Bengt Holmström is a Finnish economist who received the Nobel Prize in economics in 2016. What he may know about economics does not mirror his knowledge of Nordic values such as social equality and especially how migrants and minorities live in Finland.
In an interview in YLE, and speaking as a white Finn on behalf of migrants and minorities in Finland, he states that foreigners would accept getting paid lower salaries and have less comprehensive social welfare.
“It’s good for them [migrants],” he stated. “By the same token, it would let them to move up the [social] ladder and it would not irritate Finns so much [because foreigners have done little to nothing to build the country’s social welfare system that has taken white Finns decades].”
In other words, let’s make discrimination and inequality the standard. Isn’t that how things are run in this country?
As we accept – and do nothing – to promote and make migrants equal members of society, Holmström ensures that their children and grandchildren will continue to live as second-class citizens.
While such claims by Holmström should raise eyebrows, he does us a favor by reinforcing what we’ve always known about this country: Non-discrimination laws in Finland don’t really work and are hypocritical.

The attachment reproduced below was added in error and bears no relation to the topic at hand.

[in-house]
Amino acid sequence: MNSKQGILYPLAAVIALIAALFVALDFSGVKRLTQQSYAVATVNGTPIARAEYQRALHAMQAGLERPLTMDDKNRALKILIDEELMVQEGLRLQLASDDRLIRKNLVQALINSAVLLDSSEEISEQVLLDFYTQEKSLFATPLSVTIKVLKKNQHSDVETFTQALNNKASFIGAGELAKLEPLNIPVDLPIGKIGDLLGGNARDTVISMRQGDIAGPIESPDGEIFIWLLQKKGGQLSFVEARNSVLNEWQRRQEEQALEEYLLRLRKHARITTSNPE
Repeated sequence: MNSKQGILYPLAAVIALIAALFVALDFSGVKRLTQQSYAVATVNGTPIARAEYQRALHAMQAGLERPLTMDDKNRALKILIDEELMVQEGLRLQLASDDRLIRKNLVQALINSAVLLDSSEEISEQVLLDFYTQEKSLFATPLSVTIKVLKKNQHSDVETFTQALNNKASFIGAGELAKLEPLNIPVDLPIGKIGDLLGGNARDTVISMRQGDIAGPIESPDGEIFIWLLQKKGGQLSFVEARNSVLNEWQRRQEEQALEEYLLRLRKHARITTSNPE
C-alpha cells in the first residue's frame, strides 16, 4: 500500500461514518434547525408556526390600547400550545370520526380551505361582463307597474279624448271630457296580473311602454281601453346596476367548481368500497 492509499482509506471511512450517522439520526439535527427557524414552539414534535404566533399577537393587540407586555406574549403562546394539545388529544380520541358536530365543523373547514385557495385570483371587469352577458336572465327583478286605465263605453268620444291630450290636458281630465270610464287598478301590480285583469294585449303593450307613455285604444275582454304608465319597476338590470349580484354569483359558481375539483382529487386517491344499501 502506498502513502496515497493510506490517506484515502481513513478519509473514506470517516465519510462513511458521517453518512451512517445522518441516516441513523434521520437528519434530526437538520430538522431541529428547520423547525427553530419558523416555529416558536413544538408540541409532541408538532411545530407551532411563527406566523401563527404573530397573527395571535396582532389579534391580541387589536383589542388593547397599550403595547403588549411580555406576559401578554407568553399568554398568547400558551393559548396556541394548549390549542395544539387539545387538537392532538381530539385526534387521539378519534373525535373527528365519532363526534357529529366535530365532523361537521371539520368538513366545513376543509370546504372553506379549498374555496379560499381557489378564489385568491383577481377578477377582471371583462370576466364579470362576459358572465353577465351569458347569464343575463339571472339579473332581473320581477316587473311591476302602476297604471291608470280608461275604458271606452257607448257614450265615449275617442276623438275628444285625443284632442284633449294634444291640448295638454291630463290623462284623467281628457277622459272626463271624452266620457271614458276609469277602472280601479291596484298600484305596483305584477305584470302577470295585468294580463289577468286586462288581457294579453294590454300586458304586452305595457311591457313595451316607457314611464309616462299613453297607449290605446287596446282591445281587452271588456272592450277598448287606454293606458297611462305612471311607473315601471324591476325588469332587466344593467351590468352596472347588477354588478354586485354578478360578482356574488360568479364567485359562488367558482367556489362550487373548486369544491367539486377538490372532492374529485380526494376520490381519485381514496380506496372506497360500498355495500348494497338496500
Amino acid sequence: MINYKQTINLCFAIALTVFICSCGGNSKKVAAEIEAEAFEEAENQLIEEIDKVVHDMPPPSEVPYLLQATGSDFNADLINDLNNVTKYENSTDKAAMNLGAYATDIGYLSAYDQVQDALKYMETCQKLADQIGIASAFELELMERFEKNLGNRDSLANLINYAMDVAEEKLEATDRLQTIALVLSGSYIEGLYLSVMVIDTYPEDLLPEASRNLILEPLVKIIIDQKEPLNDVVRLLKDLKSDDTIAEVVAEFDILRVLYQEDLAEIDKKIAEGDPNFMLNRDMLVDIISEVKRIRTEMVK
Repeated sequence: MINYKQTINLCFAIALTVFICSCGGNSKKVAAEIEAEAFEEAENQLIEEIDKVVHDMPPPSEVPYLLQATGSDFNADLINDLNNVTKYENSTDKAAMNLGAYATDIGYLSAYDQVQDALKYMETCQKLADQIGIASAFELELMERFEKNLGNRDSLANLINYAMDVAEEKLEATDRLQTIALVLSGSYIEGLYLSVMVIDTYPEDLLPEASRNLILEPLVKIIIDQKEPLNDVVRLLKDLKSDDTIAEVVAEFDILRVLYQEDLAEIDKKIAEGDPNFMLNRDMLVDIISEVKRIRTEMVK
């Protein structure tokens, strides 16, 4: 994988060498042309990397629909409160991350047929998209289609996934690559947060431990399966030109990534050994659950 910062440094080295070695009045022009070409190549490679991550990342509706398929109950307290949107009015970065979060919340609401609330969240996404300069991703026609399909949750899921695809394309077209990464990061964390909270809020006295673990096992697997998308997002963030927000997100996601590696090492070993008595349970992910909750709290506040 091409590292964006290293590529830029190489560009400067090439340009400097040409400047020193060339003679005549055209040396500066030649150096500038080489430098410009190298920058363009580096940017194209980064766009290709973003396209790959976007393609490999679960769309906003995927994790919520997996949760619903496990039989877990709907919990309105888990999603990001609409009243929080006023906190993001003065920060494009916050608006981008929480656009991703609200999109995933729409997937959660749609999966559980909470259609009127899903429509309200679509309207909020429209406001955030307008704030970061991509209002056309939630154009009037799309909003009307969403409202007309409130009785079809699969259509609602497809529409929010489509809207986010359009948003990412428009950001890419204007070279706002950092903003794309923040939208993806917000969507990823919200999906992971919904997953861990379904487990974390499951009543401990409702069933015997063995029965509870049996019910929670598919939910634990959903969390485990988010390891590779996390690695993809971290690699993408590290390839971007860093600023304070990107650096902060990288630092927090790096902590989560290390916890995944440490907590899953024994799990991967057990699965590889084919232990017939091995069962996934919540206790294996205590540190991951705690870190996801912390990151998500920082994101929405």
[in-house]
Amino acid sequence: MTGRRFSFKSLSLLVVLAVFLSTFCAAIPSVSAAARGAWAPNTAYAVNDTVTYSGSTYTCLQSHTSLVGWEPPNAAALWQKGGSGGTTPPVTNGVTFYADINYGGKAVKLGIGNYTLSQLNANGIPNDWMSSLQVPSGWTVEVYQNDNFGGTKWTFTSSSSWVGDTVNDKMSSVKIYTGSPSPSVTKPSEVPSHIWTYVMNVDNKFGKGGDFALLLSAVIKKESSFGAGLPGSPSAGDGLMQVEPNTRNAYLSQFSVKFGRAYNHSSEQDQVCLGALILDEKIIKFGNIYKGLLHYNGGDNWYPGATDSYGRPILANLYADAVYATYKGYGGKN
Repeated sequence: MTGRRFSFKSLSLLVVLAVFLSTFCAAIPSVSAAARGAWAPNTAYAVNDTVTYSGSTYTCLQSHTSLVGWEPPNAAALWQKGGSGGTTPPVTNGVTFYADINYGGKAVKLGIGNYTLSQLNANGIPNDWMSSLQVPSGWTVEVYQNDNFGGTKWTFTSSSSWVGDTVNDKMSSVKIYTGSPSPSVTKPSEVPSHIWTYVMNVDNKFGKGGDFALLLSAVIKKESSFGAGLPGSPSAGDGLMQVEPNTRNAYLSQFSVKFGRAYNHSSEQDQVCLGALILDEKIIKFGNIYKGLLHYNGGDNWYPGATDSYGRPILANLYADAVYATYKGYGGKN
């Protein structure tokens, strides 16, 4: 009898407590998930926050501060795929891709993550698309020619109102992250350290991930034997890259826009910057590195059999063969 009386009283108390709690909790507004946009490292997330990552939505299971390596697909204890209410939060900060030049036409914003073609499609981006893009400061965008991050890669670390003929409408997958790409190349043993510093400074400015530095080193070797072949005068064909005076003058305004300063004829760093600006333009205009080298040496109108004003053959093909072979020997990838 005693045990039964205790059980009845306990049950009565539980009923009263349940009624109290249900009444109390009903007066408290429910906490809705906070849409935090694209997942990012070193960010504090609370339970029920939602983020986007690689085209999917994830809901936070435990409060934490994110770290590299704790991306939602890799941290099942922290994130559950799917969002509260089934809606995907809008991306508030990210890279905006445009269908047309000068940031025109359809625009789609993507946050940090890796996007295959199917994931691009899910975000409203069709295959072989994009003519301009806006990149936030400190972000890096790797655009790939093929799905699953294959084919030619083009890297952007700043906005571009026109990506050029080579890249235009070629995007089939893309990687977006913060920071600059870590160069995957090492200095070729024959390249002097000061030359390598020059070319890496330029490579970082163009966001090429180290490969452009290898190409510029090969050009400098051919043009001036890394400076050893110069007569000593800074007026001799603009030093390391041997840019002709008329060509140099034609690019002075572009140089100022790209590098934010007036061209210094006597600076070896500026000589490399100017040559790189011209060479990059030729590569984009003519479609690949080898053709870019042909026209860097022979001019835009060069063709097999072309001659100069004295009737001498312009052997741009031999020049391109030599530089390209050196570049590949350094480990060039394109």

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I wonder if Holmström has read Pasi Suakkonen’s study, Maahanmuuttajen kotoutuminen Helsingissä (2016)? The study points out that migrants make annually on average nationally 27.3% less (21,479 euros versus 29,550 euros by Finns), and in Helsinki 38.5% less (22,286 euros versus 36,239 euros) than Finns.
Does Holmström know that unemployment on average is 2-3 times higher among migrants than the national average? Does he know that what migrants make in Helsinki is so low that they usually have to turn to financial support to get by?
When it comes to social welfare, and since migrants have lower salaries than Finns, it’s clear their social welfare benefits are lower as well, according to Statistics Finland researcher Pekka Myrskylä.
Myrskylä writes: “Generous social welfare benefits to migrants appear to be an urban legend. Since migrants make a quarter less than natives, welfare benefits are smaller since they hinge on earnings-related subsidies.”
The Statistics Finland researcher stated that the gap in unemployment benefits between migrants and Finns is 39% (15,000 euros versus 9,400 euros) and up to 59% for those who are outside the labor force (7,500 euros versus 3,100 euros).
Finland’s good education system is a lure for migrants. However, many of these students move out of the country after taking a degree.
Holmström states that we should pay migrants less and that they should have worse social welfare benefits. Isn’t that the case today?
His claim, which has a lot of support in Finland, offers migrants and minorities an important warning: If you wait for people like Holmström to improve your lot and to follow the laws of the land when it comes to non-discrimination, you can wait all your life and for many generations for change.
Nobody will do anything for you if you don’t demand change.
Therefore, migrants, and especially minorities, need to raise their voices and speak out against inequality in our society. We must demand to be treated as equal members of society.